As a teacher, this was not good enough for me. If we are developing resources to be used in schools, (and that is the purpose of the website) those resources need to be accurate. Anything else is indoctrination.

I began to do some research of my own through the Australian War Memorial. The anecdote trotted out most frequently to support the “every Nasho was a volunteer” narrative talks about “opt-out parades”. 

It goes like this – prior to embarkation, a unit parade of National Servicemen would be called and those who did not want to serve in Vietnam would be asked to take one pace forward. If they did so, they would be marched out to join a unit not warned for Vietnam service.

I had no memory of this, and the Nashos I served with, although they had heard the story, vowed that it had never happened to them. I then began the arduous task of ploughing through the battalion records held on-line at the AWM. Every parade, including those held prior to embarkation, was recorded for every infantry unit.

Nowhere was there a record of such a parade. I gave up after looking through the parade records of four of the nine battalions in existence at the time. It was an entirely fruitless search.

This is hardly surprising. If these parades had been held, the Commanding Officer of the unit in question would have been in breach of the National Service Act. Perhaps there were “unofficial” parades mounted by some units – but to say that “every” Nasho was a volunteer is simply not truthful.

“Every” means “without exception”.

Armed with this evidence, I got back to the committee. I'm not sure whether my contact had anything to do with it, but eventually, the offending phrase disappeared from their website. I took this as a small victory for truth. It took them about six months.

The reason for this variation from the reality and the insertion of it in a resource intended for school use is, I believe, caught up in the Anzac myth. The notion of noble sacrifice doesn’t sit well with conscription, so conscripts become “volunteers”. It adds a layer of sweetening to help the harsh medicine go down. 

Until we embrace the reality of our history, warts and all, our nation will not develop beyond its adolescence. That reality saw Australian conscripts killed in Vietnam.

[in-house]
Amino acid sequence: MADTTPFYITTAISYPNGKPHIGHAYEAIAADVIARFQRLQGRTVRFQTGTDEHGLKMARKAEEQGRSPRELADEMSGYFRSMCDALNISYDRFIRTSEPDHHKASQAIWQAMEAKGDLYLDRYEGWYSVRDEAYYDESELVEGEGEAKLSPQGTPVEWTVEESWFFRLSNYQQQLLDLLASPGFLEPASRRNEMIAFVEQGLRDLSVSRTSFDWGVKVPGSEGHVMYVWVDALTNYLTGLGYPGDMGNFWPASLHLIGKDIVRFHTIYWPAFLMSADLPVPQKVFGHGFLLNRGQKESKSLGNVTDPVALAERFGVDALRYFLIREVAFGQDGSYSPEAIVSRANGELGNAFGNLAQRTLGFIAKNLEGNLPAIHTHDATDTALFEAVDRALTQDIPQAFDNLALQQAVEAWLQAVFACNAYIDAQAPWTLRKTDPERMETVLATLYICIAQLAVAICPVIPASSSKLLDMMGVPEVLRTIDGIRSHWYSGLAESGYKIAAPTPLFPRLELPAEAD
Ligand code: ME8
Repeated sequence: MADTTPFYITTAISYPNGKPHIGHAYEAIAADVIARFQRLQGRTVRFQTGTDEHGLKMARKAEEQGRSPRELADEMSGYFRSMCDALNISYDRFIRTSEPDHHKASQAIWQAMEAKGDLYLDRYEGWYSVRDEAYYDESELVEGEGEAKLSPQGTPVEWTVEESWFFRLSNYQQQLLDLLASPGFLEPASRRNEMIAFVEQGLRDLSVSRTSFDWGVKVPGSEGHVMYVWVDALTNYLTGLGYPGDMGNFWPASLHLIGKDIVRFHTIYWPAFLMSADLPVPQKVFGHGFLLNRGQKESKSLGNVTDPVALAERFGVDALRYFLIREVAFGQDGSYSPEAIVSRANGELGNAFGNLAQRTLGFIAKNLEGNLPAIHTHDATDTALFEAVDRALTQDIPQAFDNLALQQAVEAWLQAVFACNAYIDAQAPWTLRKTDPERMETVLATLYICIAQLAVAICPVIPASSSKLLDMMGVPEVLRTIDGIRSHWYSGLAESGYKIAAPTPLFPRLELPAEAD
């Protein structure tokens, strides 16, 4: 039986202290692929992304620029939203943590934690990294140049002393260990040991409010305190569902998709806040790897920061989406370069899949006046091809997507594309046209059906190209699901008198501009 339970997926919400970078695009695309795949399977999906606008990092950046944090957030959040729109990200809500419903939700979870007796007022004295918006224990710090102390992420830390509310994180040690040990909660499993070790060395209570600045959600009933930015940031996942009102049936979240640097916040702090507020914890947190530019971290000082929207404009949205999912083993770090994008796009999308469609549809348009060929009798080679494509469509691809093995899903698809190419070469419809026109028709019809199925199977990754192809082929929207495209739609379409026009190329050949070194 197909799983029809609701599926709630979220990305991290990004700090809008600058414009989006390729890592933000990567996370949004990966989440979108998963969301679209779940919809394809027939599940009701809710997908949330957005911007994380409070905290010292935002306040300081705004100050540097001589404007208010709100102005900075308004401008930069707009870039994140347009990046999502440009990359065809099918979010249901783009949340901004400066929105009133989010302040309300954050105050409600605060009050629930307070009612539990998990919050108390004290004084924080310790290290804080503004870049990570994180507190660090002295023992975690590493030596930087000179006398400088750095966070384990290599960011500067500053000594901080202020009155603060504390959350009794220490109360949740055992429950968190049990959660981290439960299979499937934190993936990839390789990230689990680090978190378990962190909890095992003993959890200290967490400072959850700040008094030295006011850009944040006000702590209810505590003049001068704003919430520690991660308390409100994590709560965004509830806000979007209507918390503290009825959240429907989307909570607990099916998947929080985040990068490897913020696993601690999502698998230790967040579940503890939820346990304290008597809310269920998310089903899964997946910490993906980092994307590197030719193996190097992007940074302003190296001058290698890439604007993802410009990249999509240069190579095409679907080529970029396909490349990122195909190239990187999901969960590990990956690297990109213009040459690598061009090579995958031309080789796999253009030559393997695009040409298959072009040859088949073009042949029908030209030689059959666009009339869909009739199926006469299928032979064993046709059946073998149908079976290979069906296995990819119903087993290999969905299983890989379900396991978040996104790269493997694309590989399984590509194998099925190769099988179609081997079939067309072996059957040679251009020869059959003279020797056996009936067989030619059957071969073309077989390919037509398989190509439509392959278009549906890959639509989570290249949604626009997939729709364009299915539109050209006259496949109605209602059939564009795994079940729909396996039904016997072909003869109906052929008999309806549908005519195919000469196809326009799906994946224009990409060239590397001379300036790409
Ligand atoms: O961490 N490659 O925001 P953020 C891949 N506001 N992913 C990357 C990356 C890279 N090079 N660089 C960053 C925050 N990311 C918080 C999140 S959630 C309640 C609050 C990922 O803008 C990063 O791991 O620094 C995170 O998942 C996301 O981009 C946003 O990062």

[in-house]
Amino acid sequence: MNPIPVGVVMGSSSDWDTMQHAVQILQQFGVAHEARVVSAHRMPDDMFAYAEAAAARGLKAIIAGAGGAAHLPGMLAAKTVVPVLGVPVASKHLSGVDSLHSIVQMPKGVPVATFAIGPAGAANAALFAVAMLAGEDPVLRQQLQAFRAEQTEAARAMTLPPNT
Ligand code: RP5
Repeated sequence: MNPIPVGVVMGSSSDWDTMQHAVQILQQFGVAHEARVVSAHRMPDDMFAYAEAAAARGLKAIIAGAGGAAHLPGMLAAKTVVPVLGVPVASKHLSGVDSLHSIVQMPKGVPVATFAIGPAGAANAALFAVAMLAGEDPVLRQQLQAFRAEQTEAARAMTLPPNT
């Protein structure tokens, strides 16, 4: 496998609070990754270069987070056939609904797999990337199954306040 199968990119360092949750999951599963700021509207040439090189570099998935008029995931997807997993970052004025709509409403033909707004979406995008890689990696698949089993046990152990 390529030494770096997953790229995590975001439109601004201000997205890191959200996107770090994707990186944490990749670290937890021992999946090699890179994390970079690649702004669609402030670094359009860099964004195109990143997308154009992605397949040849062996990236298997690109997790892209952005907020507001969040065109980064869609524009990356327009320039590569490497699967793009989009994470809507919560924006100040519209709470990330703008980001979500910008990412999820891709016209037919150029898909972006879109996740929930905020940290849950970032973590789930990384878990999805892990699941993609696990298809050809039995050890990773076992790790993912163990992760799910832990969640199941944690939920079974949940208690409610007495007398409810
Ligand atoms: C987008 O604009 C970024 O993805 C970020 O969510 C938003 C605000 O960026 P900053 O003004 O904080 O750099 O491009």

To deny that truth dishonours those men. It assumes that there was a distinction in the field between Nashos and volunteers, and that the service of Nashos was somehow less honourable because they did not volunteer.

Why else would the myth seek to convert us to volunteers?

When it come to the Anzac myth, it’s time we grew up and confronted the reality of war in all its ugliness. Truth and remembrance go hand in hand.

Saturday, 15 April 2017

It's Time to Say "Sorry"




The Kiwis are a pragmatic lot. 

This pragmatism is reflected in the way they play Rugby. If you’ve ever watched the All Blacks, you’ll know that they play a no-frills minimalist game. That’s why they win.

Their soldiering is similar. Australians who served with Kiwis in Vietnam will remember that well. Their politics is also pretty straightforward and no-nonsense. 

Back in 2006, Helen Clark, the then New Zealand Labor Prime Minister, stood up in their parliament and made a public apology to New Zealand Vietnam veterans for their treatment during and after the conflict. She was followed by John Keys, the then leader of the National opposition, doing exactly the same thing.



The apology was bi-partisan, and strongly supported by the Kiwi media and returned service organisations. It went down very well across the ditch, but barely raised a ripple in the Australian media.

Certainly, John Howard spoke on the floor of parliament on 17th August 2006, expressing regret at the way in which Vietnam veterans have been treated, and Kim Beasley (then leader of the Opposition) read a letter from Graeme Edwards, Vietnam veteran, and then member for Cowan to express bi-partisan support.

It was not however a dedicated apology, and I doubt most Australians would be aware that it happened. It was not given much prominence in the national media.

In this country, during the last decade, apologies have been made to indigenous people, victims of institutional child abuse, and members of the stolen generation. These apologies have generally been well accepted, with the exception of ill-informed commentary from a few shock-jocks and politicians mired in their own self-importance.

Which brings me to consideration of our Australian Vietnam veterans. 

This cohort of our community was abused by government and community for a very long time – fifteen years, at least. This abuse remains a stain on our national psyche. The “Welcome Home” march served to assuage some of the national guilt, but that didn’t happen until 1987, and Australians had been in Vietnam since 1962. A lot of damage was done in those fifteen years.

For some veterans, it continues to rankle.

 Those abuses include the political rationale imposed for the commitment in the first place, the use of conscripts to provide the capacity to make that commitment viable, and the treatment handed out to the soldiers by both sides of politics and the wider community during and after the war.

To analyse the substance of these abuses, we need to consider the historical context.

Bob Menzies (who resigned his commission as a 2nd Lieutenant in the Melbourne University Rifles during the First World War, when so many of his peers volunteered) introduced the National Service Act in 1964. It was a unique piece of legislation. For the first, last and only time in our history, it made it legal to send conscripts to fight overseas. We were at peace at the time.